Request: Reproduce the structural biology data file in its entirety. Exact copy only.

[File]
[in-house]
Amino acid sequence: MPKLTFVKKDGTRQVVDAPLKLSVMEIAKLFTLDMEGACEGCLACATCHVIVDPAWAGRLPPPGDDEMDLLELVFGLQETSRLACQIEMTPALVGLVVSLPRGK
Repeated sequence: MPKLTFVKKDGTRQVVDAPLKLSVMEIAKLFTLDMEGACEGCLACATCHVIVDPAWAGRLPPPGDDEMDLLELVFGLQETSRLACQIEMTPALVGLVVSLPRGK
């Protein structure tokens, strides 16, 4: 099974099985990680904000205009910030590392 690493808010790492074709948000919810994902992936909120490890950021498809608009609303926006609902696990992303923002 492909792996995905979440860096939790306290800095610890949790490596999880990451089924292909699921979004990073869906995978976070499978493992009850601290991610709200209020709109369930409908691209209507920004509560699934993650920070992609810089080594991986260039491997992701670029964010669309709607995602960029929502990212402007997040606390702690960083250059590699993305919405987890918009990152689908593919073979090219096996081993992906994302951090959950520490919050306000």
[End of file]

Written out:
[in-house]
Amino acid sequence: MPKLTFVKKDGTRQVVDAPLKLSVMEIAKLFTLDMEGACEGCLACATCHVIVDPAWAGRLPPPGDDEMDLLELVFGLQETSRLACQIEMTPALVGLVVSLPRGK
Repeated sequence: MPKLTFVKKDGTRQVVDAPLKLSVMEIAKLFTLDMEGACEGCLACATCHVIVDPAWAGRLPPPGDDEMDLLELVFGLQETSRLACQIEMTPALVGLVVSLPRGK
């Protein structure tokens, strides 16, 4: 099974099985990680904000205009910030590392 690493808010790492074709948000919810994902992936909120490890950021498809608009609303926006609902696990992303923002 492909792996995905979440860096939790306290800095610890949790490596999880990451089924292909699921979004990073869906995978976070499978493992009850601290991610709200209020709109369930409908691209209507920004509560699934993650920070992609810089080594991986260039491997992701670029964010669309709607995602960029929502990212402007997040606390702690960083250059590699993305919405987890918009990152689908593919073979090219096996081993992906994302951090959950520490919050306000």